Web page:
Nanjing University’s astronomy and space science team participated in the detection and theoretical explanation by scientists from multiple countries that led to the discovery of gravitational waves (GWs) from the merging of two neutron stars and electromagnetic counterparts to GW transients, a breakthrough jointly announced at 22:00 Beijing Time on October 16, 2017.
By using the funds from China’s 985 Project, Nanjing University contributed to the construction of the three wide-field Antarctic Schmidt Telescopes (AST3) and carried out the GW 170817 observation with these telescopes.
These telescopes are located at Antarctic Dome A (80°22′S 77°21′E), the highest point of the Antarctic Plateau. They are the world’s first completely remote-controlled telescopes in Antarctica.
This was a joint project of many institutions in China led by the Center for Antarctic Astronomy of the Zijinshan Astronomical Observatory.
The observation started from 21:00 Beijing Time on August 18 and did not cease until August 28.
Participating in the observation were Associate Professor Zhang Hui and doctoral candidate Liang Ensi, members of Zhou Jilin’s research team from School of Astronomy and Space Science, Nanjing University.
Other team members, Professor Dai Zigao, doctoral candidates Liu Liangduan and Xiao Di, and research fellow Wu Xuefeng, who is from the Zijinshan Astronomical Observatory, analyzed the data observed from AST3 with a semi-analytical model of kilonova and made important findings.
They found that the merging of these two neutron stars ejected high-speed materials which are travelling at the speed of 30% of the velocity of light and weighing about 1% of the masses of the Sun or the masses of neutron-rich materials of over 3,000 Earths.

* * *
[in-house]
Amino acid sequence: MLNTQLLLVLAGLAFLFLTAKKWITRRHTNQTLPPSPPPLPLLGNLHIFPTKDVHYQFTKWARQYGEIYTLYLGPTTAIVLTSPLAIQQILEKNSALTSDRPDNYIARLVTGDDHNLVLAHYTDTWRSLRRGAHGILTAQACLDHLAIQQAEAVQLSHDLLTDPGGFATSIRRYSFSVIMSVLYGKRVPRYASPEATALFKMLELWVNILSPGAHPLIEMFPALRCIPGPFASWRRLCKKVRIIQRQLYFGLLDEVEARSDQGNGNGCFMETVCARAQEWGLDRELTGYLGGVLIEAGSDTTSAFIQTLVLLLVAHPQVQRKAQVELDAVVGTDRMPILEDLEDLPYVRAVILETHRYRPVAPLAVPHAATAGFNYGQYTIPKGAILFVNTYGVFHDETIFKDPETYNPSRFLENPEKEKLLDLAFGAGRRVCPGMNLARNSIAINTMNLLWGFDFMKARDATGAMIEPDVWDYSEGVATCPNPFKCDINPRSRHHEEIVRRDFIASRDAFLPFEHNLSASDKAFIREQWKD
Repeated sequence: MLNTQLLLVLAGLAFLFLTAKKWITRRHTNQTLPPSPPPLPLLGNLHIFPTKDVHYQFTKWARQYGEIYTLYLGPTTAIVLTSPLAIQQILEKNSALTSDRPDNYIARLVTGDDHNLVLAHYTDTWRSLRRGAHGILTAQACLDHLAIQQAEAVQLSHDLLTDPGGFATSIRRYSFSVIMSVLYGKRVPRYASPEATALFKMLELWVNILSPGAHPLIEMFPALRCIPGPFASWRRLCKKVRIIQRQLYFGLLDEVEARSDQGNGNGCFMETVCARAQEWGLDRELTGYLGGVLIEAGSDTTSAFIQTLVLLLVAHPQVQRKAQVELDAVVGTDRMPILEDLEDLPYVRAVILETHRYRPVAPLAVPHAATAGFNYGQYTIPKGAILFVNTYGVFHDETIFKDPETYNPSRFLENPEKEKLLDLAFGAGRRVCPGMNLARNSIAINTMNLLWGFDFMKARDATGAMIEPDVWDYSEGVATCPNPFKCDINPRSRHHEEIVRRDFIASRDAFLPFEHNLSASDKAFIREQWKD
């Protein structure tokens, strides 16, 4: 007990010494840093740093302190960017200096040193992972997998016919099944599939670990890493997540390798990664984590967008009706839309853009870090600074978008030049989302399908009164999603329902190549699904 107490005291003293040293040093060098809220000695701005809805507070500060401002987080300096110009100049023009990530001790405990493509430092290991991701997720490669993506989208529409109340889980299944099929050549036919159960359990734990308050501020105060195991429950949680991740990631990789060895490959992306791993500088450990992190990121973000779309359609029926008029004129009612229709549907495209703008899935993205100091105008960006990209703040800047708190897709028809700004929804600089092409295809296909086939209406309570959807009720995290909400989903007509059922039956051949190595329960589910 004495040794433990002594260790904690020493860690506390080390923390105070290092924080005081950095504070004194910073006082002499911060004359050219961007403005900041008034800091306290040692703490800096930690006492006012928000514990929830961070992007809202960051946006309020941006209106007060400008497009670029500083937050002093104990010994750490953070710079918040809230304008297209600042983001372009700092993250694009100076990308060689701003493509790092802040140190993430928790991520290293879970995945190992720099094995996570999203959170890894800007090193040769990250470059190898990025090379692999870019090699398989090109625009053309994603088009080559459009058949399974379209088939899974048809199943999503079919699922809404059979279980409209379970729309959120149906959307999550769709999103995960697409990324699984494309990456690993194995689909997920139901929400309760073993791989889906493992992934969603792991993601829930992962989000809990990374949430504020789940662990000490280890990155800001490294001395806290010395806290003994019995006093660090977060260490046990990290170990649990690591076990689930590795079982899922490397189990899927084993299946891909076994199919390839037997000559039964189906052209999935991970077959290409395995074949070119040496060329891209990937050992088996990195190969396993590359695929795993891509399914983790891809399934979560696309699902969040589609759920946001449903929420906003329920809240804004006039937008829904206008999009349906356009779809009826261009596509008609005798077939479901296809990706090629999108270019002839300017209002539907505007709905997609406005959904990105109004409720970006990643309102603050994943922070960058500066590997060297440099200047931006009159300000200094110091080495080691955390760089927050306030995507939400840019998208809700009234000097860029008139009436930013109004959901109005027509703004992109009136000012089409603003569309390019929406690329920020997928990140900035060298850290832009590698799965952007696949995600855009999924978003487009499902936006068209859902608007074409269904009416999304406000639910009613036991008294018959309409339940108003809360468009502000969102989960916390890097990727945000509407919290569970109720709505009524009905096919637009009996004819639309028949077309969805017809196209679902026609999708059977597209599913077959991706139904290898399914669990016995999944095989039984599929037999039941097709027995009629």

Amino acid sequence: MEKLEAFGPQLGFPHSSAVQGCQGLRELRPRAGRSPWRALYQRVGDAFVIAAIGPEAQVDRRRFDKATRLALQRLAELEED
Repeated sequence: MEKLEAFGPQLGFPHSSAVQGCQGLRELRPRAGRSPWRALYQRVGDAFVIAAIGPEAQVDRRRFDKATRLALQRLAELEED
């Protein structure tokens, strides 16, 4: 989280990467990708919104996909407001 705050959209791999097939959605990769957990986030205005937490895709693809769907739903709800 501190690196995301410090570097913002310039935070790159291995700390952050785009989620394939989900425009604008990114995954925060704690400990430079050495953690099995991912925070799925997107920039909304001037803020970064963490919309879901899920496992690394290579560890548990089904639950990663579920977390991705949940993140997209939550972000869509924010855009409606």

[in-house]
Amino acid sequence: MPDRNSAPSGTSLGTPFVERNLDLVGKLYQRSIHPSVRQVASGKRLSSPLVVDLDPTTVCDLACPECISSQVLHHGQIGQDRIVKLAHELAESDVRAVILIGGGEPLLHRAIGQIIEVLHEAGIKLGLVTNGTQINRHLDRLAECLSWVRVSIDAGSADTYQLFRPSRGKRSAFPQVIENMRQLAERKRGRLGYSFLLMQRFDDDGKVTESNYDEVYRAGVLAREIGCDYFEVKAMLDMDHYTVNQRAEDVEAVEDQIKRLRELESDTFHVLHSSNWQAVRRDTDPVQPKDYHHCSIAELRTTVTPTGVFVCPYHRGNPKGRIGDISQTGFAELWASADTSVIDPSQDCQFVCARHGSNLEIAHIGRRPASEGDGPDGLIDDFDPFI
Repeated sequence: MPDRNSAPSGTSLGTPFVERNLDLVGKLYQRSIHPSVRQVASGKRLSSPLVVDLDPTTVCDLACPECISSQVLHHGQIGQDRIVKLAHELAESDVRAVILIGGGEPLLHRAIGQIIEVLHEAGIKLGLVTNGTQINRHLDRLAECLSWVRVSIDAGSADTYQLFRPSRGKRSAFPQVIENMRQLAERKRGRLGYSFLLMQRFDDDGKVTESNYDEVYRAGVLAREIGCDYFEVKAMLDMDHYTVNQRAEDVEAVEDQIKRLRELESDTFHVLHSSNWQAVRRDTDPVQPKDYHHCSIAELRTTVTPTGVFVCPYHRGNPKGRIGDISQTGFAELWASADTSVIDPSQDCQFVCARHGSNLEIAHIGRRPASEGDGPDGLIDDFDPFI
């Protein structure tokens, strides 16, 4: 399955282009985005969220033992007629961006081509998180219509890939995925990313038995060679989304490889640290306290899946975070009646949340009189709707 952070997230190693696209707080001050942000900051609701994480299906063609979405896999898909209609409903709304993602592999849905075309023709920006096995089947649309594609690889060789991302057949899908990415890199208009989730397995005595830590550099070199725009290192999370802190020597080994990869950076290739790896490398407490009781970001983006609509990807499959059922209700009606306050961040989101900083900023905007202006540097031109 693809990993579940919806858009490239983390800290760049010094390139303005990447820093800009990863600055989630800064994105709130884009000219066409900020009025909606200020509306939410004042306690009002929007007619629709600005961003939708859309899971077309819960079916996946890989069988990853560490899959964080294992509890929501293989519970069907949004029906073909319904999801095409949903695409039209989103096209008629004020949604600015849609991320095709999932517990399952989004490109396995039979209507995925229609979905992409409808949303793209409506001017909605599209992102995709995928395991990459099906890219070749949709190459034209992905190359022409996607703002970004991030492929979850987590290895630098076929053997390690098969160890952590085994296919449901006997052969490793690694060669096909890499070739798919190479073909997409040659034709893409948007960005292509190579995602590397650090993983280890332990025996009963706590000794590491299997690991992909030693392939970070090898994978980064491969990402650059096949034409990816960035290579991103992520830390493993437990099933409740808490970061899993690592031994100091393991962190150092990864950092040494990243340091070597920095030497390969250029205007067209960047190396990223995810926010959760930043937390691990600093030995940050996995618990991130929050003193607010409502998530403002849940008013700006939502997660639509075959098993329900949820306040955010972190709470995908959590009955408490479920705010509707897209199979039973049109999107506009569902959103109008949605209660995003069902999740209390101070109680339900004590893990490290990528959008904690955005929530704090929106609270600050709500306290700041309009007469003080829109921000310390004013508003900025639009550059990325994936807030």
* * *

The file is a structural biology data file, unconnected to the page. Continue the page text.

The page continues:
These materials became heavy elements and even some super-heavy elements – heavier than iron – through the processes of fast neutron capture and nucleosynthesis.
The data observed from AST3, together with the data from other telescope observations in the world, have provided very important information for humankind to understand the physical merging of two neutron stars.
AST3 on Antarctica Plateau, constructed with Nanjing University’s 985 Project funds
With AST3, the Nanjing University team has also conducted research on extrasolar planets.
By observations made in 2008, 2016, and 2017 with Chinese Small Telescope ARray (CSTAR) (diameter: 14.5 cm) at the Kunlun Station and the second telescope of AST3 (AST3-2), Associate Professor Zhang Hui and Dr. Wang Songhu (2012) succeeded in discovering more than 100 extrasolar planet candidates with high fidelity, of which six have been largely confirmed.
This was the first time in the world for humankind to find large quantities of extrasolar planet candidates in Antarctica, and it has greatly elevated the international influence of China in the observation of extrasolar planets.
The scanning and observation of the TESS Antarctic field with AST3-2.
In the TESS field, the precision of AST3-2 is up to the magnitude of 0.001, and this telescope has enabled researchers to find more than 100 extrasolar planet candidates.
At present, with the support of the Double First-Rate Construction Project, the school of astronomy and space science is setting up a “Time-Domain Observatory of Nanjing University (TiDO)” in the Ali Prefecture of Tibet.
TiDO will be put into use at the end of 2017 and will be used to carry out cutting-edge observations of optical counterparts to GWs, new extrasolar planets, supernova explosion, and the Tidal Disruption Event (TDE).
A diagram of the signal of a transiting extrasolar planet candidate discovered by the Nanjing University team, and its size as compared with and distance from a fixed star